Categories: How it Works

Domain Names: Everything you need to know

A domain name is something that is used by every person browsing the internet, whether you know what it is or how to use it, it still exists.

What are domain names and how do they work?
What are domain names and how do they work?

Before we look at what a domain name is, how it works and why it exists – let’s take a step back and look at the time when domain names did not exist… And yes, such a time did exist. 

Back in the day, before the existence of domain names, communicating via networks were done in a similar manner to that of a telephone or cell phone connection. To communicate or connect to another computer via a network, you had to poses the number of the computer. This number was (and still is) referred to as an IP Address. IP Addresses are still used today, but because not everyone is good in remembering something what seems to be a random sequence of numbers, domain name system (DNS) was created. 

So, what exactly happens when you enter a domain name?

When browsing the internet and visiting website you rarely consider how you got there, or what got you there in the first place. Most people merely remember a website address (e.g. facebook.com), but what happens when you enter a facebook.com (a domain name) into a browser?

The domain name request you entered is sent to a DNS Servers. The DNS Server resolves the domain name and finds the record that correctly matches the domain name entered. Once this record is found the DNS Server can read the file and determine which IP Address the domain name is linked to. This system allows the DNS server to “point” the user (or browser) to the correct computer (or server) based on the computer (or servers) IP Address.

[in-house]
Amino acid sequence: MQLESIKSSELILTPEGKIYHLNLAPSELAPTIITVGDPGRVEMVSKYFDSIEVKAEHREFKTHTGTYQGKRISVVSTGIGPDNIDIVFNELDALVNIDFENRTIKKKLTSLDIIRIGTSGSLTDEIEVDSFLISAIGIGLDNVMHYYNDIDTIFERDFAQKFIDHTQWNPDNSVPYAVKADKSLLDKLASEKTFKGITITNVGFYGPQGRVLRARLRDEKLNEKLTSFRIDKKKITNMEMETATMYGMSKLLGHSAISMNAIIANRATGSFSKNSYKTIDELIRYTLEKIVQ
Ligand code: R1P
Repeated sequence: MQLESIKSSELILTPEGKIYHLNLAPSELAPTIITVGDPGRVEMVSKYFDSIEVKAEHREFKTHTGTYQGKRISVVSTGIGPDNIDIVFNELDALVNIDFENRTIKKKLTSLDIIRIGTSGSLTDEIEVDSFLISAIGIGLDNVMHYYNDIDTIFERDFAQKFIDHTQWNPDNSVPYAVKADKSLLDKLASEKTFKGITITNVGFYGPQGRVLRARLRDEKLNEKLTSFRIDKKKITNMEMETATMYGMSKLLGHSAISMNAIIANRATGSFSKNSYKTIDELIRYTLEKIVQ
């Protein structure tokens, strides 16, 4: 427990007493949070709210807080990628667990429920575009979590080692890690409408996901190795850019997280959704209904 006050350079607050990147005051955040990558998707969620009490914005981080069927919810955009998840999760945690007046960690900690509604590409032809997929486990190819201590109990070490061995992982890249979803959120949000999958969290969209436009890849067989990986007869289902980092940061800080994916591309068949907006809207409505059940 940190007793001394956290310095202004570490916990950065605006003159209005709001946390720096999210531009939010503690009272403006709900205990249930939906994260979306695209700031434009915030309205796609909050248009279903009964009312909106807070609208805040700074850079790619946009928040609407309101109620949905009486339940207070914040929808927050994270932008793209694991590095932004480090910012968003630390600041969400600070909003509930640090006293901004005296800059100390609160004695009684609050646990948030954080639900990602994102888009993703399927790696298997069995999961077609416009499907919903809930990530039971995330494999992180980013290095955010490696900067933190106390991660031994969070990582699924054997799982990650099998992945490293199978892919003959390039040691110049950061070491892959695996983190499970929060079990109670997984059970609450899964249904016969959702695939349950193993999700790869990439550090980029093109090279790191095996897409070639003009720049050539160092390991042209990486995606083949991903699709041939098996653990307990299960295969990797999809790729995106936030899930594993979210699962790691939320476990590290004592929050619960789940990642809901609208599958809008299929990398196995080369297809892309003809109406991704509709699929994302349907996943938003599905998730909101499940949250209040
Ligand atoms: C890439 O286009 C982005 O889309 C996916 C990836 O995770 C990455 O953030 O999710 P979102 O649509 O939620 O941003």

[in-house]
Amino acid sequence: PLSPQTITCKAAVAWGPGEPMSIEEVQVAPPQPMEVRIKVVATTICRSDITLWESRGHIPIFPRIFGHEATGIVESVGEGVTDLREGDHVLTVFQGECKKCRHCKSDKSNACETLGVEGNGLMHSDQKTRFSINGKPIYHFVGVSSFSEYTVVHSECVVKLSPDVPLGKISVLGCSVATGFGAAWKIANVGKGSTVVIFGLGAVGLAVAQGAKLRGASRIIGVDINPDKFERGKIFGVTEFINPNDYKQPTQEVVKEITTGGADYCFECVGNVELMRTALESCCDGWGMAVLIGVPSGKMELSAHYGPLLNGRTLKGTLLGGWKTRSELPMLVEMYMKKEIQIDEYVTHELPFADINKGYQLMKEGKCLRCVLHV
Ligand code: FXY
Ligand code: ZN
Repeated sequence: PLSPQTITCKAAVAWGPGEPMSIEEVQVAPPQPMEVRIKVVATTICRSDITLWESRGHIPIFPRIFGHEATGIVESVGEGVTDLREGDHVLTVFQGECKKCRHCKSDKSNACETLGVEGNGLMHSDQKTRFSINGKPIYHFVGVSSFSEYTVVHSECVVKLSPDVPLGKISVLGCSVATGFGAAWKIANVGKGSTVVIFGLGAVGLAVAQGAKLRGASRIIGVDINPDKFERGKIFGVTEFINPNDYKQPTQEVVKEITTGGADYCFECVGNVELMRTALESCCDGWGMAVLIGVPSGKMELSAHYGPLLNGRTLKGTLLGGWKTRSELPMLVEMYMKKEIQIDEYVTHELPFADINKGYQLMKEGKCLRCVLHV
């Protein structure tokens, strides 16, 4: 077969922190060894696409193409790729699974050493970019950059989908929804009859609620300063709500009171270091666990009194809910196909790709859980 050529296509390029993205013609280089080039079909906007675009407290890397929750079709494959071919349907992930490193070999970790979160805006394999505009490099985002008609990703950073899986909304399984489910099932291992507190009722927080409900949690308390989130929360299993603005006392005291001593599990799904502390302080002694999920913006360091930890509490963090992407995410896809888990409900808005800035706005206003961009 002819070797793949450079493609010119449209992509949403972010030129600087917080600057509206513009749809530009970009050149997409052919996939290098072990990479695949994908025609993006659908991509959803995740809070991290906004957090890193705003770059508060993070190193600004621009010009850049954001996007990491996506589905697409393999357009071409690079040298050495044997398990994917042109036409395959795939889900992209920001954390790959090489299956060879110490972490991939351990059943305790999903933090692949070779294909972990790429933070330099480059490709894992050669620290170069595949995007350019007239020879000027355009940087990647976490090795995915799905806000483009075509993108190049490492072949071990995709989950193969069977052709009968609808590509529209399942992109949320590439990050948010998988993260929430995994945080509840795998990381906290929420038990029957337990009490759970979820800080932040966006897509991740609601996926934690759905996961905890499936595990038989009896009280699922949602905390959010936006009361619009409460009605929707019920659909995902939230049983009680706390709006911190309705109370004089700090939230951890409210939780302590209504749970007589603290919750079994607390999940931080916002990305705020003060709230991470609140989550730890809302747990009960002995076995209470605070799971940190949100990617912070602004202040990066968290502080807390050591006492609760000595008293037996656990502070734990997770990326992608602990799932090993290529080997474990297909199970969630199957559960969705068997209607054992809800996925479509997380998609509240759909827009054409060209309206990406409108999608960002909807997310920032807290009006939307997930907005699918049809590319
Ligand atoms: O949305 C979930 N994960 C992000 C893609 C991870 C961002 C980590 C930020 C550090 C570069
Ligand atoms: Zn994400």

Before domain names existed, users would be required to remember the IP Addresses of the computers they wished to connect to in order to see what is on the computer. Today, we have billions of website online, making it impossible for any one single person to remember all the IP Addresses. Thus, the domain name system (DNS) was introduced to allow people to easily connect to computers (or servers) by simply entering a simple name… A domain name.

Can I use an IP Address to connect to a website?

 

Well in short, yes and no. The internet has definitely come a long way, and through years of innovative thinking computer geniuses have developed new ways for domain names to be linked to IP Addresses, and for IP Addresses to be linked to servers (which in essence stores your website). 

Today, one server could hold multiple websites, which means that multiple domain names need to be pointed to the same server (or IP Address). When this is done, the websites are hosted (or stored) on a shared server with a shared IP Address. So by entering the IP Address you may not necessary access one website.

However, with that said, some larger corporations such as Google, Amazon or Facebook use dedicated servers with dedicated IP Addresses. This means that their IP Addresses are not being shared by multiple domain names. In such cases it would be possible to reach a website by entering an IP address, in fact let’s try it out.

TRY THIS YOURSELF!

Try to access Google, Facebook or Amazon by entering their IP Addresses into your browser instead of their domain names.

So, next time you are having trouble accessing Facebook, try using their direct IP Address instead.

What is the difference between a domain name and URL?

A domain name is a unique identifier of your site, which means it is used to identify on which server the website is stored (or hosted). A URL (uniform resource locator) is the full address of the website with all the parameters.

For instance: facebook.com is the domain name for Facebook, while facebook.com/iWitsDevelopment/ is the address (URL) to find iWits on Facebook.

A domain name allows you to connect to the website, while the URL allows you to request a specific page or section from the website. Since we already know that domain names are linked to IP Addresses, we can replace the domain name in the URL with the IP address and still get the same results.